No! To be perfectly honest, I had no idea what I wanted to do. By my third year of uni, I was panic-attending random job seminars. Then I won a Guardian Student Media award and that opened my eyes to the possibility that writing could be a viable career.
Where there any books that you read when growing up that taught you about female empowerment? That has influenced you?
I read a lot of literature growing up, but I always had a soft spot for Jeanette Winterson. I read her work when I was quite young and her account of growing up in the closet and coming out in Oranges Are Not the Only Fruit really affected me.
What led you to start the ‘Forgotten Women’ book series?
My editor at Octopus approached me and said they were thinking about doing a book series about forgotten women and I jumped at the chance to work on it with them. I’m really proud of what we’ve done together.
Tell us about a female role model in your life?
This is going to sound very cliche, but my grandmother. She smuggled food to British POWs during the occupation of Hong Kong while raising seven children. I’m in awe of her.
From all your work exploring forgotten female artists, leaders, writers and scientists, which area of work did you enjoy the researching the most?
I try not to play favourites – I loved researching them all for different reasons! But researching writers was a real joy as it meant that I got to read their original work and get a sense of who they were in their own words, which was not always doable with women from the other books.
Historians, explorers or athletes. What will be next in the Forgotten Series? If you could give us a clue!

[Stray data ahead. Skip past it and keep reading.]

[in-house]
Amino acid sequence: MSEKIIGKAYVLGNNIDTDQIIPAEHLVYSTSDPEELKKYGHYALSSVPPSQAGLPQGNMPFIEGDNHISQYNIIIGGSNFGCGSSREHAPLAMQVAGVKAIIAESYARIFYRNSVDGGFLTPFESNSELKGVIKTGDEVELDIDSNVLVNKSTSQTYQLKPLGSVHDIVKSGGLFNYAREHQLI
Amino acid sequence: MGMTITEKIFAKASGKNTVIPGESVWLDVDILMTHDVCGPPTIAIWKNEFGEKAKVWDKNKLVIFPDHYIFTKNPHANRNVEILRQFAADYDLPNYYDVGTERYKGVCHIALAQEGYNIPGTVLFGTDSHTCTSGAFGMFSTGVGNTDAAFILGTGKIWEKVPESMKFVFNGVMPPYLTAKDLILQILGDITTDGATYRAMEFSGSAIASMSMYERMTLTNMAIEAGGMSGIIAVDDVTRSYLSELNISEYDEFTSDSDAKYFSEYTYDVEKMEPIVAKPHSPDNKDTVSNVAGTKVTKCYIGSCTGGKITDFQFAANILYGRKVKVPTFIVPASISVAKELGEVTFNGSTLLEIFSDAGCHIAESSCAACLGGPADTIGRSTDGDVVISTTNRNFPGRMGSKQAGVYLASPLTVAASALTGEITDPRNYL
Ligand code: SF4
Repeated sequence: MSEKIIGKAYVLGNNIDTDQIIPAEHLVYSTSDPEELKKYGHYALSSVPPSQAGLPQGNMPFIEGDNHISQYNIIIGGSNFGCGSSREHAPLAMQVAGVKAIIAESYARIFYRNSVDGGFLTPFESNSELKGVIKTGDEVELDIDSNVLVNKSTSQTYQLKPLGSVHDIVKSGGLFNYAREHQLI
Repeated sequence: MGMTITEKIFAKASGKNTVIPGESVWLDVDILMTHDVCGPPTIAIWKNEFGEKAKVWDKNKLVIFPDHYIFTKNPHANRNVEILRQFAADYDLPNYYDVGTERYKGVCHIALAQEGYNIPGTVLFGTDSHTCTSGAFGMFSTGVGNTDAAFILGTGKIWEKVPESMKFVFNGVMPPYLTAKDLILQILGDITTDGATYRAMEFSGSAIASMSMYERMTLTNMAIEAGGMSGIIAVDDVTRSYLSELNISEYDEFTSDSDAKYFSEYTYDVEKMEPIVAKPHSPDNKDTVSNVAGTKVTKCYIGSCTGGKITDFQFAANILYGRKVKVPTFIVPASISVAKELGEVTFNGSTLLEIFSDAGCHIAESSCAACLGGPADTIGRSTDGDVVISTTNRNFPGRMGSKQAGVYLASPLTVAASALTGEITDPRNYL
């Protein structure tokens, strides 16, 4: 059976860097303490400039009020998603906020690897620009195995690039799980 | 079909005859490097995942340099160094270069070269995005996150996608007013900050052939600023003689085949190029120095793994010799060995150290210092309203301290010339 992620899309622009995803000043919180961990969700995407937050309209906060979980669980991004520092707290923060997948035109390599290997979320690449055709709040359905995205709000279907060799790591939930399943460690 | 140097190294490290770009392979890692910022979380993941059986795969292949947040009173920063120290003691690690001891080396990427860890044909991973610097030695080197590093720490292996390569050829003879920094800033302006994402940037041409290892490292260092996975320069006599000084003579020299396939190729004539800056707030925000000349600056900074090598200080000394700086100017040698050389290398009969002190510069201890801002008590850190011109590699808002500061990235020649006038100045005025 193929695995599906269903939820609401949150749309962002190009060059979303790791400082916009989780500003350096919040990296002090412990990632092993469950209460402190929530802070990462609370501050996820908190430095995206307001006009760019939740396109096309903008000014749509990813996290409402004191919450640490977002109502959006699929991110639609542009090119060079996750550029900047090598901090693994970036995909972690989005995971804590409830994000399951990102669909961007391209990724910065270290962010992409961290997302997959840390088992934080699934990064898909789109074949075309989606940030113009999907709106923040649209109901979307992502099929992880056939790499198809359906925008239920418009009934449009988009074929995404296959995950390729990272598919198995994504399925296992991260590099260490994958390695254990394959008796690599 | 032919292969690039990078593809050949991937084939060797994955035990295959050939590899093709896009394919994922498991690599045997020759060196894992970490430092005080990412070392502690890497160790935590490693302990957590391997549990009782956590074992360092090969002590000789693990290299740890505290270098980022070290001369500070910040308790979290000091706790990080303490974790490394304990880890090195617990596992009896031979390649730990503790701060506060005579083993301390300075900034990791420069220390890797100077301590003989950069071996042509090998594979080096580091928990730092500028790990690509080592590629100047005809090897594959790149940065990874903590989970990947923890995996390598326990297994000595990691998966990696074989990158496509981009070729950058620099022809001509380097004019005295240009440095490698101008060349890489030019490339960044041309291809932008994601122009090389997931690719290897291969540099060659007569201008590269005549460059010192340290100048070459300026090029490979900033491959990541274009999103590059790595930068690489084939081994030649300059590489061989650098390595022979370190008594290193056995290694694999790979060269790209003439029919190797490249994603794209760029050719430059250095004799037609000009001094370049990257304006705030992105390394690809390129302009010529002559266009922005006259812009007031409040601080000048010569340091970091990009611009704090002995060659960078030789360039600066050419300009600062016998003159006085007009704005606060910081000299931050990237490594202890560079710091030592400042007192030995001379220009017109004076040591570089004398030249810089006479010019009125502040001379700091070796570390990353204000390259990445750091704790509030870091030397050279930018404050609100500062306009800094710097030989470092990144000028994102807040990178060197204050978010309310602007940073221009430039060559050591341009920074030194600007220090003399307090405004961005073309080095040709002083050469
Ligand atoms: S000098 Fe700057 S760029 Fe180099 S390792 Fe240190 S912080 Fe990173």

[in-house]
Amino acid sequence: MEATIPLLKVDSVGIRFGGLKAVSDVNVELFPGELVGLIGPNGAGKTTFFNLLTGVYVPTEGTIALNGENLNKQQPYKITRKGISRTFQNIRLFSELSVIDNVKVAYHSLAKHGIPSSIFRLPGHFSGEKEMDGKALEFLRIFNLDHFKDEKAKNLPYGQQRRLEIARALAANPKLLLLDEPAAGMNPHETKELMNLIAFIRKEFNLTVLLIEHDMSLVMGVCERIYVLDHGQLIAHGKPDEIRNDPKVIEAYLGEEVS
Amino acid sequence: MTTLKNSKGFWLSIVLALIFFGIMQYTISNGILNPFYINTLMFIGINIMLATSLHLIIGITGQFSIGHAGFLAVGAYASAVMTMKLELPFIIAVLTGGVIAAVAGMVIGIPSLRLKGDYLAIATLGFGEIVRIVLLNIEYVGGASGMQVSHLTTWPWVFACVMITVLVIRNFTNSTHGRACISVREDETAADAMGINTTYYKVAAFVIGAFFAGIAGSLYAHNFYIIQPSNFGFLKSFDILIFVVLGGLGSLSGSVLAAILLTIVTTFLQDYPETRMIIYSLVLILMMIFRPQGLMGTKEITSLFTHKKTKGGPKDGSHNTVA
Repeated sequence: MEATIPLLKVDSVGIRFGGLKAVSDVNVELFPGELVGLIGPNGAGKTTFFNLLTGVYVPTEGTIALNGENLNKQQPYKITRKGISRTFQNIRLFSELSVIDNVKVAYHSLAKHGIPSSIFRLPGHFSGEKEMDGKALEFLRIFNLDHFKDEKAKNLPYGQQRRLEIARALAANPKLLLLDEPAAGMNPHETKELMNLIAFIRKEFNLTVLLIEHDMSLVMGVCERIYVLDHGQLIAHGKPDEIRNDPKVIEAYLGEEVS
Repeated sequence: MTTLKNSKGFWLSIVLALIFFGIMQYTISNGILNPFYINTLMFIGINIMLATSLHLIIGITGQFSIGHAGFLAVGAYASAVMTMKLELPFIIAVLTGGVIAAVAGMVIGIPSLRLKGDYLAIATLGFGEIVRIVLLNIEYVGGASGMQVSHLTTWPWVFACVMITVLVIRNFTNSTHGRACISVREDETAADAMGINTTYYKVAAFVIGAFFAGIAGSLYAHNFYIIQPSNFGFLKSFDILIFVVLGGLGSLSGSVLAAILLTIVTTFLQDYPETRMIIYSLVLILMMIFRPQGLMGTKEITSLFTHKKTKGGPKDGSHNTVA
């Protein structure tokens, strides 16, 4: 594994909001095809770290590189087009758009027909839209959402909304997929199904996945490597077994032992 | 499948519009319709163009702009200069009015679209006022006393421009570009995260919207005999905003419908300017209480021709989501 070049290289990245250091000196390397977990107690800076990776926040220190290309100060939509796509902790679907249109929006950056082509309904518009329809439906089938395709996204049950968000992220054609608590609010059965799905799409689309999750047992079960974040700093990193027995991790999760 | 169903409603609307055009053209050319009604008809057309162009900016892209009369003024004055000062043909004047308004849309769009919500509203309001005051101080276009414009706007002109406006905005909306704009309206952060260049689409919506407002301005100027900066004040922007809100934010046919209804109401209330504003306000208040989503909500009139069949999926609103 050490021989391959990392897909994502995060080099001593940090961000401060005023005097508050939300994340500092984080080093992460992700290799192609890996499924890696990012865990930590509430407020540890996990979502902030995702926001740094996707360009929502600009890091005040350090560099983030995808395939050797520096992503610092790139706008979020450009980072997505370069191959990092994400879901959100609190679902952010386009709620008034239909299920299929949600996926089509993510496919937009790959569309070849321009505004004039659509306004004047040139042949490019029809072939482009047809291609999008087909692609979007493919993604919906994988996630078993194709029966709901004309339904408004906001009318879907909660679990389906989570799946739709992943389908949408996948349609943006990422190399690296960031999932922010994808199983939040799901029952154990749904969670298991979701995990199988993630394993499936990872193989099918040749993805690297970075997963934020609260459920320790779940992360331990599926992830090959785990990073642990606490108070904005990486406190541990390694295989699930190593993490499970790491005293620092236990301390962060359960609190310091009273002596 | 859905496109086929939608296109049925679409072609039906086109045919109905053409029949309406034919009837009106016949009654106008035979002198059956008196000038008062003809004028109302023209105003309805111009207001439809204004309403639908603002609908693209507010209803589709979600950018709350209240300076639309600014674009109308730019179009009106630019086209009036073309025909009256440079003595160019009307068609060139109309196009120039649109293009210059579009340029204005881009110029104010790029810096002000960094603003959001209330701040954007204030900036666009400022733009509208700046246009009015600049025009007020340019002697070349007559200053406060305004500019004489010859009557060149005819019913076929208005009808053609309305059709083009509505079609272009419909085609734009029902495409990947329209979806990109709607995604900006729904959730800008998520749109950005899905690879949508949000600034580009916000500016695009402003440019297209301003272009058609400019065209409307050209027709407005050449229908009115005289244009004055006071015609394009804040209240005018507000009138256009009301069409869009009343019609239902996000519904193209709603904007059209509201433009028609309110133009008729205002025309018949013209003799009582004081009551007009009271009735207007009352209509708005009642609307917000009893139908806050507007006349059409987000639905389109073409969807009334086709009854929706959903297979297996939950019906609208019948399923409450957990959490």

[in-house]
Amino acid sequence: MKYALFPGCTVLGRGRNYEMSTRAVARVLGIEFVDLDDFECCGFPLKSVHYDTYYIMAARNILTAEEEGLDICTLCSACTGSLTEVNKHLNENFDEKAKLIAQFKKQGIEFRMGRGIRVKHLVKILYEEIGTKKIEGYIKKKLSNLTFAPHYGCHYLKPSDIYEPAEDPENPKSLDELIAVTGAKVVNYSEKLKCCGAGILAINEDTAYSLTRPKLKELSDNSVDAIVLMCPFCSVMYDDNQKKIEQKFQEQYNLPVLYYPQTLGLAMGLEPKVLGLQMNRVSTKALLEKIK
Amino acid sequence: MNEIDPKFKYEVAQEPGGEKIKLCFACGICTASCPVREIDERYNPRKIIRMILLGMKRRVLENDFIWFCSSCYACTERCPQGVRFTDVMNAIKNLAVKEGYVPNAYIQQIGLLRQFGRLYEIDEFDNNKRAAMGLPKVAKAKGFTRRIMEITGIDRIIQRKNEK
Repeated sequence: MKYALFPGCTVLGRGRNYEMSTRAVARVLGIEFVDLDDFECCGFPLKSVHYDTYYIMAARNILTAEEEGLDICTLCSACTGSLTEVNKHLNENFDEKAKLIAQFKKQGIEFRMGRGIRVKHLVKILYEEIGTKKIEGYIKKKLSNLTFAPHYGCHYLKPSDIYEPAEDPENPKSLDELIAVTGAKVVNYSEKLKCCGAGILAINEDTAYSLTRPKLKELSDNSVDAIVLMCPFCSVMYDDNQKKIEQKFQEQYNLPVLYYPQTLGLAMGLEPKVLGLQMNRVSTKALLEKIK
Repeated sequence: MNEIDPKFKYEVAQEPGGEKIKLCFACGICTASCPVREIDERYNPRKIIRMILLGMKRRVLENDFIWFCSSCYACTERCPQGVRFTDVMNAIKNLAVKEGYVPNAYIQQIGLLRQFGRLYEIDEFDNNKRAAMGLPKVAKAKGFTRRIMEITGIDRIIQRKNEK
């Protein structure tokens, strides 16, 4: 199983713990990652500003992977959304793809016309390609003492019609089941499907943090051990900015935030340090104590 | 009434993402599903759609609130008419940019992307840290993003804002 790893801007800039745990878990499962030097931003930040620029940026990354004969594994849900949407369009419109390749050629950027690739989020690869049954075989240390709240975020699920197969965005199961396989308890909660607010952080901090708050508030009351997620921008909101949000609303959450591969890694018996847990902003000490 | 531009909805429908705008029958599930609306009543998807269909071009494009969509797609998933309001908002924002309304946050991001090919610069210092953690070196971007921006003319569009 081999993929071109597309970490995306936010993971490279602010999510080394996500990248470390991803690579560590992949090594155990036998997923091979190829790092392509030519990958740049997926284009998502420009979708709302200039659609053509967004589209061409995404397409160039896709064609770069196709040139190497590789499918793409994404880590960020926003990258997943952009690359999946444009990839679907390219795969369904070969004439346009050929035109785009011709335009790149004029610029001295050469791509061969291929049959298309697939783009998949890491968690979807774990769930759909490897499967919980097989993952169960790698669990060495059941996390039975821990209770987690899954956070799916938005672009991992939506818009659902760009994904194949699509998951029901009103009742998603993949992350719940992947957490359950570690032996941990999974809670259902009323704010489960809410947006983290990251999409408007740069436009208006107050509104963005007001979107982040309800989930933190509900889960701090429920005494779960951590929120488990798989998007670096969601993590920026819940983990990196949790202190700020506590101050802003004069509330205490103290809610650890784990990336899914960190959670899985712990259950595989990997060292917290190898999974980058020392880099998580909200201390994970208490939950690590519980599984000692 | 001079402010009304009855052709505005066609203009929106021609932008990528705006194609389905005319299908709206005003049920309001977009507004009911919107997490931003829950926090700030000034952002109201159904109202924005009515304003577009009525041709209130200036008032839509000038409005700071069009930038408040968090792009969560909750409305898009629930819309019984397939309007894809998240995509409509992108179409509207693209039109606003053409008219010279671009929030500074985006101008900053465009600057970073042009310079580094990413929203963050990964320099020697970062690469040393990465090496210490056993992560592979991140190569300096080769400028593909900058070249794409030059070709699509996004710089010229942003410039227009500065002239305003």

Sadly, there are no plans to expand the series - yet! But I still think the four books already pretty good stacked up next to each other.
I’m curious to know and learn about if there were any interesting new-found truths when researching heroic women of history that you might share with our readers?
First thing: We are very, very lucky that we’re able to go to school. So many women in The Scientists and The Artists were initially thwarted because they couldn’t attend higher education or other institutions that would teach them the skills they wanted. Second thing: We are also very, very lucky to be able to marry who we want (and have the choice to remain unmarried). Historically, marriage was an institution that trapped women into inequal relationships where they were expected to – in some cases – even give up their career to become homemakers. In one scientist Ruby Payne-Scott’s case, she was fired from her job because it was illegal to remain in public service after marriage!
What did you learn about women in 2018 that really stood out for you?